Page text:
Mabel McClelland. She has devoted over 13,500 voluntary hours to Orana Park over the past twelve years.  This is the equivalent of seven years full-time work.  During that time she has been involved in most areas of the volunteer programme there, but over the past three years she has devoted her time to fundraising activities, concentrating on selling raffle tickets and painting children’s faces.  During these three years she has personally raised over forty thousand dollars from these two activities alone.  This represents the sales of thirty-one thousand raffle tickets and the painting of nine thousand children’s faces.  The money raised has gone towards the feeding and care of Orana Park’s animals and is a significant proportion of the Park’s fundraising efforts.  She usually volunteers at the park four days a week from 9.00 a.m. to 5.00 p.m. but during all school and public holiday periods she increases this to seven days a week.  Her contribution to Orana Park’s volunteer programme and to the Park’s fundraising has been invaluable.  

Jessie Maezena and Cyril O’Neill. The history of our society could produce a very long list of those tragically lost in coastal waters.  Many hundreds of people, mostly young, have been accidentally drowned on New Zealand’s beaches, and the tragedy is the greater because the vast majority of these deaths would have been preventable, had the victims but heeded a few simple safety rules, such as those that are put in place by surf life saving clubs.  Working together these two people have been active members of the North Beach Life Saving Club for a combined total of 136 years and for forty-seven years they ran raffles to raise funds for community organisations.  As volunteers they have been involved with St John’s Ambulance, NZCCS, New Brighton Rugby Club, North Beach Residents’ Association, North Beach Swimming Club, and the Rawhiti Golf Club.  They have been awarded Life Membership of several of these organisations in recognition of the tremendous contribution they have made.

Malcolm Ott . For fifteen years he was Treasurer and Council member of The Canterbury Society of Arts and was instrumental in doubling the society’s membership and paying off the mortgage on the Gloucester Street COCA Gallery.  In his role as Treasurer and committee member of the Greek Orthodox Community he initiated and completed the purchase of the Community Church in St Albans.  He has been a Trustee of the Theatre Royal Trust for twenty years during which time the Theatre has been purchased, renovated, and expanded into an active, lively theatre.  He has also been a Trustee of the Olivia Spencer-Bower Foundation, the Canterbury Division of the Cancer Society, the NZ Red Cross Foundation, the McLean Institute and the Christchurch Civic Art Gallery Trust.  He was founder Chairman of the Christchurch Seattle Sister City organisation.  As Christchurch/U.S.A. Consular Agent for fifteen years he helped to cement Christchurch relationships with the U.S.A. with particular respect to the continuing “Deep Freeze” operation.  Over the past fifty years he has worked continuously to help establish and administer numerous charitable trusts which will carry on in perpetuity because of sound investment policies.

John Patterson. It is in his nature to be concerned for the welfare of others. When the public service was restructured in the early eighties, Southland was particularly hard hit by unemployment and he set about to assist. Working first with the Social Impact Unit of the State Services Commission, he later set up the Southland Employment Resource Centre and by 1990 was instrumental in the creation of the Invercargill Mature Employment Service. In 1991 he brought his skills to Christchurch and, in association with the Community Employment Group, became in time the National Co-ordinator of the Mature Employment Support Association. In his current role as Third Age Co-ordinator for the Canterbury Development Corporation, and with his involvement with the New Zealand Positive Ageing Strategy, this carpenter from Newcastle remains at the forefront of a movement that knows what many have forgotten: that the years bring experience, skills and perspectives that are invaluable to a vital community, and central to the corporate wisdom without which no community can thrive.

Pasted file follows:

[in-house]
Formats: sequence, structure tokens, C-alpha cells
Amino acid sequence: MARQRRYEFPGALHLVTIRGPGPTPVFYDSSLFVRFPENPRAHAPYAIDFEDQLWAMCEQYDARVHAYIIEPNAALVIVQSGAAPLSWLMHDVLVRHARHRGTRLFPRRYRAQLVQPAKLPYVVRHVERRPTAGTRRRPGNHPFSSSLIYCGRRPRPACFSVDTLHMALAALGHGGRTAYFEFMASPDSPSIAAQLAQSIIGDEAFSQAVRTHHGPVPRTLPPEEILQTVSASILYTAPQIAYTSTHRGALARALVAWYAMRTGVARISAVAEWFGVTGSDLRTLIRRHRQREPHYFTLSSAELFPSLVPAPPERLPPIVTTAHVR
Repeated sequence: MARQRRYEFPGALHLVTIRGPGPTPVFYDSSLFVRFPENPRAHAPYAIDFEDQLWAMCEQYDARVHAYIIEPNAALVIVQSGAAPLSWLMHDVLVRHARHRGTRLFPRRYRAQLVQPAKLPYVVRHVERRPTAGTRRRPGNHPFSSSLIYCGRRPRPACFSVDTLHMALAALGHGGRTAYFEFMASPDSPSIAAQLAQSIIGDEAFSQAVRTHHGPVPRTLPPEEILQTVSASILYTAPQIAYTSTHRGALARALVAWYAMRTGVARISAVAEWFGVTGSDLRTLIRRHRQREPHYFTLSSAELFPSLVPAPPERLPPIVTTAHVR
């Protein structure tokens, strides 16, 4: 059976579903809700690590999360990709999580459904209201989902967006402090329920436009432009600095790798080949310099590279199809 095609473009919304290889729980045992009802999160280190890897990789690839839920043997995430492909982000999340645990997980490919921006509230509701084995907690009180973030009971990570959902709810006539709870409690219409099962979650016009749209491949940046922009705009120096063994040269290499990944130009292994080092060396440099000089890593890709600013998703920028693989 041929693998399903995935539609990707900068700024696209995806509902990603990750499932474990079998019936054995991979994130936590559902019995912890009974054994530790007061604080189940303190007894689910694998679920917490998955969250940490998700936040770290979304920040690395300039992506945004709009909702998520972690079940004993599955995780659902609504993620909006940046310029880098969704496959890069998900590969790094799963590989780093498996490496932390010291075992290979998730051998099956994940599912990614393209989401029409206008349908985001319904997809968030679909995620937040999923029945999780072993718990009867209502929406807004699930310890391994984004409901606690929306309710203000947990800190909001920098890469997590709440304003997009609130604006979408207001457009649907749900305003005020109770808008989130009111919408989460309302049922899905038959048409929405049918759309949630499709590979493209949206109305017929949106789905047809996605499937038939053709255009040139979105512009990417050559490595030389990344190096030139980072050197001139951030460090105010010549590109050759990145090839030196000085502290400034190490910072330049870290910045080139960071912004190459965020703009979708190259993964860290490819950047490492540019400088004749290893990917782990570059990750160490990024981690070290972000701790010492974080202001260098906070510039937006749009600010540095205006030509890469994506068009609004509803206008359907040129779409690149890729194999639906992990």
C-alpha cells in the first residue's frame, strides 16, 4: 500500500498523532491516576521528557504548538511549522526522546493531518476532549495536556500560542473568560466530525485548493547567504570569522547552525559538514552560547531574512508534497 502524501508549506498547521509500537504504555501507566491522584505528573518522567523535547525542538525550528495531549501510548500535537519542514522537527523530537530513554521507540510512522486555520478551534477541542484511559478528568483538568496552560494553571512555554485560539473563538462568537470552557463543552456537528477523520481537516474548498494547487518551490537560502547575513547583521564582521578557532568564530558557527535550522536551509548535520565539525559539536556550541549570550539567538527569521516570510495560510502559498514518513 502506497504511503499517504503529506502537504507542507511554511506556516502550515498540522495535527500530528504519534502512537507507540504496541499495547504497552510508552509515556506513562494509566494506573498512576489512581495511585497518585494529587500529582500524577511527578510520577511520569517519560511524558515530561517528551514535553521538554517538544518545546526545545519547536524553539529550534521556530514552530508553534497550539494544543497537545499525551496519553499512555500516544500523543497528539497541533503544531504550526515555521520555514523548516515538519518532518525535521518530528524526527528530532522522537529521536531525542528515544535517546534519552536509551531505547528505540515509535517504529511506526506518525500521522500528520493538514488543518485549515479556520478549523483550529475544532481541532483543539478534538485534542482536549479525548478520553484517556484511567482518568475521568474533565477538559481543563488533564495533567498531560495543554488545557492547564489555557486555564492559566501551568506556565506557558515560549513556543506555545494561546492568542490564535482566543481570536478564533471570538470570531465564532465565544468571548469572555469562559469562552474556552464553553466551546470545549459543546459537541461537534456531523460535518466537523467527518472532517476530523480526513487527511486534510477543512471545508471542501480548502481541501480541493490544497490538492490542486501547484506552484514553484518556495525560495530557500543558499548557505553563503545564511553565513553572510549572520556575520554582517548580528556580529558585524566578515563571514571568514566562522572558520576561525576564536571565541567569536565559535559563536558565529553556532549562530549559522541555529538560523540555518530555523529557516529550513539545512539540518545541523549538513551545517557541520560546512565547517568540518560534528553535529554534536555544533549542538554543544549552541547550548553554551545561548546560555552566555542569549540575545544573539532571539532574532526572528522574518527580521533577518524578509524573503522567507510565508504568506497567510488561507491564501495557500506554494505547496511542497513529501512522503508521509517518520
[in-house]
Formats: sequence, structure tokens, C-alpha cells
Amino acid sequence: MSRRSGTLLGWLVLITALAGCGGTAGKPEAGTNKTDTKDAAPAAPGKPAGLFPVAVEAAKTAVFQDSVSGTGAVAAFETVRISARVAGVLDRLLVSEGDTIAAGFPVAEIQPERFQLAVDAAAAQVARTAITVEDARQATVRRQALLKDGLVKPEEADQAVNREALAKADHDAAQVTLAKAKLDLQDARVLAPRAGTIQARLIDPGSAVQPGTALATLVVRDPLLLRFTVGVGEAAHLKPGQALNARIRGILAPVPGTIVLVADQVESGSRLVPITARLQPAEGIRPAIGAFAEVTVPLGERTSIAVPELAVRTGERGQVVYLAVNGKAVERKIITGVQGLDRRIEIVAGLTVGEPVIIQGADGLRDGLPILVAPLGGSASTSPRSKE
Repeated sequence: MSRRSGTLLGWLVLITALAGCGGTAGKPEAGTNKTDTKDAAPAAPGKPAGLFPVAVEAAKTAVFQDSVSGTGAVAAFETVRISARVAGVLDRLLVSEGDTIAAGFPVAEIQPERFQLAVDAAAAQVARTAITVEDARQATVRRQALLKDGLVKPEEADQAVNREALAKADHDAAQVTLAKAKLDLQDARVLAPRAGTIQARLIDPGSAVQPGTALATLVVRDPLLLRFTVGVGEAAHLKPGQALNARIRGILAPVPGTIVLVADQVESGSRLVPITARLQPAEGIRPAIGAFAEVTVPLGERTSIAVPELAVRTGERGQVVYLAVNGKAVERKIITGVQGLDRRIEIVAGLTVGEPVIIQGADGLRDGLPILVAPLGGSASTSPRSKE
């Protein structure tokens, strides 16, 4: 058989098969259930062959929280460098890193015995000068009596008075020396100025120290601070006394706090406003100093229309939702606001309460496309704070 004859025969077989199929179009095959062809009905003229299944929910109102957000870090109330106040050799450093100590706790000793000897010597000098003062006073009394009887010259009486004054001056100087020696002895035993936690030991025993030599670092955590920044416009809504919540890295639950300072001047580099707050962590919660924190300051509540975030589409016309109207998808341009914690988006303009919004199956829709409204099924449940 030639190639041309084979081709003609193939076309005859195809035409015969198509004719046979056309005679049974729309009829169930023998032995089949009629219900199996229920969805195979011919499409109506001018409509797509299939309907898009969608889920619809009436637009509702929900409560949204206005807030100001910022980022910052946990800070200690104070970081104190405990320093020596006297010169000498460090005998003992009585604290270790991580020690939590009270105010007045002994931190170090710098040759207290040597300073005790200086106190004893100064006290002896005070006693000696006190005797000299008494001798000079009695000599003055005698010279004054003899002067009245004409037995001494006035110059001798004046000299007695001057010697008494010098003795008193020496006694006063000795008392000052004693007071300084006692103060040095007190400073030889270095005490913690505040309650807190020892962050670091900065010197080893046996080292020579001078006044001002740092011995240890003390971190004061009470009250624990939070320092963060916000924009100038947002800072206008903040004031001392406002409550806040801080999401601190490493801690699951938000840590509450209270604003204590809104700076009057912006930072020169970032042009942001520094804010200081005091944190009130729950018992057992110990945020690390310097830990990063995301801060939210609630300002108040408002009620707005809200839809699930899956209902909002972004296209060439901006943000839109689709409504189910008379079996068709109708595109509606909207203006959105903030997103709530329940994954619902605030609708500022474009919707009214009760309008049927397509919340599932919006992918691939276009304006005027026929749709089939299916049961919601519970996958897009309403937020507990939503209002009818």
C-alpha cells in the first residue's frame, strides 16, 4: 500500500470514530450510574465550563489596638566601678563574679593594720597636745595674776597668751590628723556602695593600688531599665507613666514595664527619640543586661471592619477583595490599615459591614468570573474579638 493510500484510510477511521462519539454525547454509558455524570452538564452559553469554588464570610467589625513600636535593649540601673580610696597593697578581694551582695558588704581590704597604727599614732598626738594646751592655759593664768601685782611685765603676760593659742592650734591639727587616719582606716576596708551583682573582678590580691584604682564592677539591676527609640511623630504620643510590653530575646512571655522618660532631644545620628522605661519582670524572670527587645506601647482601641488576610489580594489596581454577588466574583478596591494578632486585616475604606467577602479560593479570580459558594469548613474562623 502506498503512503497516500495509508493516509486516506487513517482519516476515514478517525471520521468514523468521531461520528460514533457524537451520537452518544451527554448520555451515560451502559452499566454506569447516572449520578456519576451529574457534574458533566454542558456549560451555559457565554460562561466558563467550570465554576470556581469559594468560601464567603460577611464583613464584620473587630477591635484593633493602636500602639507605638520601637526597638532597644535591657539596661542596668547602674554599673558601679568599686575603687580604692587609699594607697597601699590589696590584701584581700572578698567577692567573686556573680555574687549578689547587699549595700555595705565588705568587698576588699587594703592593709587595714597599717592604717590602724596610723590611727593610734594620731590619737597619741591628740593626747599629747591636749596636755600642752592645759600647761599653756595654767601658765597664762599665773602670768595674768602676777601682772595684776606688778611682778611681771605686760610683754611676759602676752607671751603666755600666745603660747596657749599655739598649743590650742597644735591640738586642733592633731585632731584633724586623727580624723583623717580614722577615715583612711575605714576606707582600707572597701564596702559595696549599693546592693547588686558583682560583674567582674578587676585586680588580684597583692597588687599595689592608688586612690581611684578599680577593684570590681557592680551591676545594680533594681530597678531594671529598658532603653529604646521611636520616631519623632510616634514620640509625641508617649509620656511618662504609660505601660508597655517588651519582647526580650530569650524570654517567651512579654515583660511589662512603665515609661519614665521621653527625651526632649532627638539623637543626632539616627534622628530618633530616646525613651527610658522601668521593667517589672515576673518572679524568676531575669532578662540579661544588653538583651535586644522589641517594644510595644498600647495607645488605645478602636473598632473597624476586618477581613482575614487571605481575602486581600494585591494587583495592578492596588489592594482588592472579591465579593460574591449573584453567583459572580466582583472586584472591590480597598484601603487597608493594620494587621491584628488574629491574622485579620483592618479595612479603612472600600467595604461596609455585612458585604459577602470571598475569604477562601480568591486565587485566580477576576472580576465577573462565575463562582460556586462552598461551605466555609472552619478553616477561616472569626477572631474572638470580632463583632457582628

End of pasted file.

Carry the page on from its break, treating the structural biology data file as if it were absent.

Constance Payne . In 1997 she retired after thirty-four years of voluntary work with Canterbury Health’s Blood Donor Service.  She was the longest serving volunteer in the history of the service having donated 102 units of blood up to the age of sixty-five, and then continued working as an unpaid nurse aide.  For the past fifteen years she has been Secretary of the Woolston Welcome Club and for forty years the Leader of the Woolston Entertainers.  During this time she has raised thousands of dollars for charities and so far this year has put on over fifty shows in homes for the elderly.  She has also been involved with Red Cross, Meals on Wheels, Library service for the elderly, Mayors Welfare Fund and Civil Defence.  Now in her eighties this widow of an ex-prisoner of war was nominated for her continuing dedication to helping people and making them laugh.  Her service is an example of community spirit and commitment that provides a wonderful role model to younger generations.

Mike Peters. His passion for indigenous plants led to his planting first his own back yard, then the 1,500 square metre Eel Creek Reserve behind his home.  Inspired by his vision seven neighbours gradually knocked down their fences and began planting the expanding reserve in native trees and shrubs.  The Addington Bush Society was set up to legally protect the ownership of neighbours’ combined backyards. Because of the huge interest it generated, it spawned the New Zealand Ecological Restoration Network.  He has been the driving force behind this Network which links 111 groups and more than three thousand members nationwide.  Committed to hands-on restoration the groups publicise plantings, share resources, and provide details of their own projects on the network’s website.  He has spent thousands of voluntary hours talking to groups and has set up a large database of ecological restoration projects.  He loves the natural environment and is happy to put in the hours because of his total commitment to biodiversity.